It seems that the arbitration clause is limited to matters other than 'injunctive relief or relief on monitory obligations'. It is not a case wherein a separate monitory claim alone is excepted. All monitory claims between the parties have been excepted as not matters for which parties could have recourse to arbitration. It seems that the parties have chosen to go by the general law in all matters of monitory claims. If a particular monitory claim alone is excepted, it could be stated that it is not an 'excepted matter'. Further, with regard to the injunctive relief also, parties have decided that all types of injunctive reliefs should not be matters for arbitration. That is why those two items have been excluded. Now regarding contracting out, this Court is of the view that the said provision excepting matters relating to injunctive reliefs and of monitory claims are not contracting out. There is no law which says that the parties have to agree for arbitration in all such matters. When it is not a contracting out, it cannot be said that the parties are bound by the provisions contained in the Arbitration and Conciliation Act in matters of dispute relating to injunctive reliefs and monitory claims also.
22. The learned Senior Counsel for the petitioner has relied on the decision in Tata Consultancy Services v. State of A.P.[(2001) 4 SCC 629] wherein it was held in paragraph 4:
'It is specifically stated that once these drawings, etc. were put on the diskettes it would enhance the value of those goods and adopted the reasoning set out in Advent Systems Ltd. v. Unisys Corpn. That com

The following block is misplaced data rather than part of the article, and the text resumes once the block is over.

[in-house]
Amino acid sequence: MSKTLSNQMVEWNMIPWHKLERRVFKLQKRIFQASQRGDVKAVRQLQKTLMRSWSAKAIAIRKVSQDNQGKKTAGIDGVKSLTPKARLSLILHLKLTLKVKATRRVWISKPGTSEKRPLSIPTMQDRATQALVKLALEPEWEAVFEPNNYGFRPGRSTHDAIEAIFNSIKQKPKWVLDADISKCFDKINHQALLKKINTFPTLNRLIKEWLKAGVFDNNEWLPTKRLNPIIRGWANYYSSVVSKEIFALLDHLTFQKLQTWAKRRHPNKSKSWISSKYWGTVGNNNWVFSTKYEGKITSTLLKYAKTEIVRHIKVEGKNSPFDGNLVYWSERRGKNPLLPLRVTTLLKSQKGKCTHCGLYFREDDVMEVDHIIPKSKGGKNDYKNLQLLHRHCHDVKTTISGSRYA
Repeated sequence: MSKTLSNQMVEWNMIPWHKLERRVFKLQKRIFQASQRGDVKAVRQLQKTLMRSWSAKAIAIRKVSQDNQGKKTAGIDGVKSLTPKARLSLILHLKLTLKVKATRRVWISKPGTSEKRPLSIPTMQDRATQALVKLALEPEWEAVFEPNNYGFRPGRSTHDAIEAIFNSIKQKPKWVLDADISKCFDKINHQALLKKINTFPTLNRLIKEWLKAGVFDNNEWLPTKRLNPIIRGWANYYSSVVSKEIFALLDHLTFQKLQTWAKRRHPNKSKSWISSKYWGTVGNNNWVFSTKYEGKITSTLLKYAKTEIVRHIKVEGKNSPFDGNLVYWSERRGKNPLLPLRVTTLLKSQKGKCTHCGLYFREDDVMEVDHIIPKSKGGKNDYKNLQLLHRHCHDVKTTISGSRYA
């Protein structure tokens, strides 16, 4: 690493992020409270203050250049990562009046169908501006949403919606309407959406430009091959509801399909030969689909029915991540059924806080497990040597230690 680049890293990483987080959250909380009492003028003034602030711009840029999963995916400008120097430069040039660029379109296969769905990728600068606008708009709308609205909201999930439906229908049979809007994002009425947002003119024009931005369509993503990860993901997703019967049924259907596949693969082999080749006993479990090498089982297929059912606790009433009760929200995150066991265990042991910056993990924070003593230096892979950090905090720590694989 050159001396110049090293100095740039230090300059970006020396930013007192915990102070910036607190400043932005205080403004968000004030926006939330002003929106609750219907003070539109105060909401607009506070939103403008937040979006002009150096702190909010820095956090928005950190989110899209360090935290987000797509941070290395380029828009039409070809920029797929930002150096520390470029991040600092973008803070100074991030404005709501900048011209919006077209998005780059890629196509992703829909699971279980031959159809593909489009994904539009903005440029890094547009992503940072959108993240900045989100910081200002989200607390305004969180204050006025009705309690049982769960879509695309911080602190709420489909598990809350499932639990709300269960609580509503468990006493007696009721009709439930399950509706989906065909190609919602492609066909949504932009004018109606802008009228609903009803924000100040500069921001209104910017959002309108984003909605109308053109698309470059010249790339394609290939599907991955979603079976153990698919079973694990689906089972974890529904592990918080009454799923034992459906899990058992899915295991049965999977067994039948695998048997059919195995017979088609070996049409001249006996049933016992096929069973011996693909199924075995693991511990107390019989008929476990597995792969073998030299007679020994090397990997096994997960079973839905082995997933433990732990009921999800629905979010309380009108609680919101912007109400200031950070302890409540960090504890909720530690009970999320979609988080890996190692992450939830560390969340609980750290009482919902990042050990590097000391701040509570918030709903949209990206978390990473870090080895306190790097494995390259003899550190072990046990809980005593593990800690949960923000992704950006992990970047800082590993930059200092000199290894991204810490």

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puter programs are the product of an intellectual process, but once implanted in a medium they are widely distributed to computer-owners though the program can be copyrightable as intellectual property it does not alter the fact that once in the form of a floppy disk or other medium the program is tangible, moveable and available in the market place and, therefore, would amount to 'goods'. The fact that some programs may be tailored for specific purposes need not alter their status as 'goods'.' 23. According to the learned Senior Counsel for the petitioner software being a computer programme would amount to 'goods'. In such a case, there cannot be any dispute that the provisions of the Sale of Goods Act is applicable in the matter. Is it not a case wherein the respondent herein, who is an unpaid seller, exercising the lean on the subject matter? As those aspects have not been so far pointed out, this Court is presently not making any exercise to bring those materials. 24. From the discussions made above, it cannot be said that this is not a matter in which an appeal has been provided. On the contrary, a statutory appeal has been provided in the matter as per Order LXIII Rule 1(r) of the Code. As the matter does not involve infringement of copyright, Section 62 of the Copyright Act has no application in the matter. As rightly pointed out by the learned Senior Counsel for the respondent, this is nothing but a continued breach of contract. When, as against the directions of the respondent, the petitioner is continuing to make use of the software, developed and provided by respondent, as per the specific terms of Ext.P1 contract, it is a matter that invites relief of injunction. If continued breach is there, the parties who suffer the breach can have recourse to the provisions of Order XXXIX Rule 1 of the Code. When it relates to goods, unpaid seller has lean over the goods, when the payments are abruptly stopped. On a scrutiny of the impugned order, this Court does not find any jurisdictional error committed by the court below. Over and above it, there is no manifest injustice in the matter and further the court below has not violated the principles of natural justice. There is no compelling circumstance that invite the supervisory jurisdiction of this Court under Article 227 of the Constitution of India. Matters being so, this Original Petition is only to be dismissed, and I do so. In the result, this Original Petition is dismissed. In the nature of this original petition, there is no order as to costs.